American and Egyptian archaeologists have discovered the oldest known beer brewery in Abydos, an important archaeological site of ancient Egypt.

The brewery is located in an ancient cemetery in the desert of Abydos that lies to the west of the Nile.

Archaeologists unearthed eight huge units – each 20 metres (about 65ft) long and 2.5 metres (about 8ft) wide in diameter in the archaeological site.

Each unit includes about 40 pottery basins in two rows, which were used for heating grains and water to produce beer, a report stated.

Secretary general of the Supreme Council of Antiquities Mostafa Waziri said that the brewery dated back to the reign of King Narmer who can be credited with unifying ancient Egypt between 3150 BC-2613 BC.

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Archaeologist Matthew Adams of the Institute of Fine Arts, New York University and Deborah Vischak, assistant professor of ancient Egyptian art history and archaeology at Princeton University led the archaeological mission.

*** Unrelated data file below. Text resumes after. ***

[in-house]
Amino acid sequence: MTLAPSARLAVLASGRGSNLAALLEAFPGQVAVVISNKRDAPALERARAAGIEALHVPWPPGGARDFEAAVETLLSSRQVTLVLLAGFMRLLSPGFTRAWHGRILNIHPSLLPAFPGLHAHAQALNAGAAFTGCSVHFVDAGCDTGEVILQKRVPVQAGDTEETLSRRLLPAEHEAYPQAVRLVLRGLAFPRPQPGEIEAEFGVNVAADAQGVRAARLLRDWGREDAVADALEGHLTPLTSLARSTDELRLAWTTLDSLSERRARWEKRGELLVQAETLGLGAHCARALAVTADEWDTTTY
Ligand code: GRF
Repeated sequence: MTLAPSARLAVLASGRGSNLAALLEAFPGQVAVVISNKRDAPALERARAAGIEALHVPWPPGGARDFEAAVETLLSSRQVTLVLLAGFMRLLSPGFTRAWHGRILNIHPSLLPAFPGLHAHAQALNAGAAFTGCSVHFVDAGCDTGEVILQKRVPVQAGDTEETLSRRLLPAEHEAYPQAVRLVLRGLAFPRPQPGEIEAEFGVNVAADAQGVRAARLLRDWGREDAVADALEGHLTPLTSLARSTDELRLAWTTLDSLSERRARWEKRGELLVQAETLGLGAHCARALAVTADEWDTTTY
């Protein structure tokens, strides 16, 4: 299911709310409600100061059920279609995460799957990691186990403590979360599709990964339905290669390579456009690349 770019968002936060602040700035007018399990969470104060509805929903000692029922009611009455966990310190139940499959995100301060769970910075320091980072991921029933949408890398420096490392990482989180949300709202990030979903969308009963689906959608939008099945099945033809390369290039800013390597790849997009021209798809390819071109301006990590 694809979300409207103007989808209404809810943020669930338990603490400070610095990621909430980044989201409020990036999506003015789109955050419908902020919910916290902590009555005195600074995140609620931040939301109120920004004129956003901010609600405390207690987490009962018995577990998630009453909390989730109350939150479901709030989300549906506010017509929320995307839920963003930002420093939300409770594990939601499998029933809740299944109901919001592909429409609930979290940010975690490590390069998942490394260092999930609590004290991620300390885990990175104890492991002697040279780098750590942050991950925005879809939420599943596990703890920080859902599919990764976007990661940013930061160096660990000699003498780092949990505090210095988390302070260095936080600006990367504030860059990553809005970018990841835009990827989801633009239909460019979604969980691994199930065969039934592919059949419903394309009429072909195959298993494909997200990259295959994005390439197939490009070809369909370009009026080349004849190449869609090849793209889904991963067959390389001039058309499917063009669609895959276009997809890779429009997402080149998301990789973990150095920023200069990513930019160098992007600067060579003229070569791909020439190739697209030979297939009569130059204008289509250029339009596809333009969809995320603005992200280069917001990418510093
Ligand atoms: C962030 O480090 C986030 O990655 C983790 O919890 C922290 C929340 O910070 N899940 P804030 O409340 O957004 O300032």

The factory was apparently built in Abydos to provide beer for royal rituals.

Archaeologists have in fact found evidence of the use of beer in Egyptian sacrificial rituals.

British archaeologists were the first to mention the existence of the beer factory in the early 1900s, though they failed to identify the exact location.

The ancient city of Abydos was famous for monuments built in the honour of Osiris, the Egyptian god of the underworld along with numerous temples and cemeteries.


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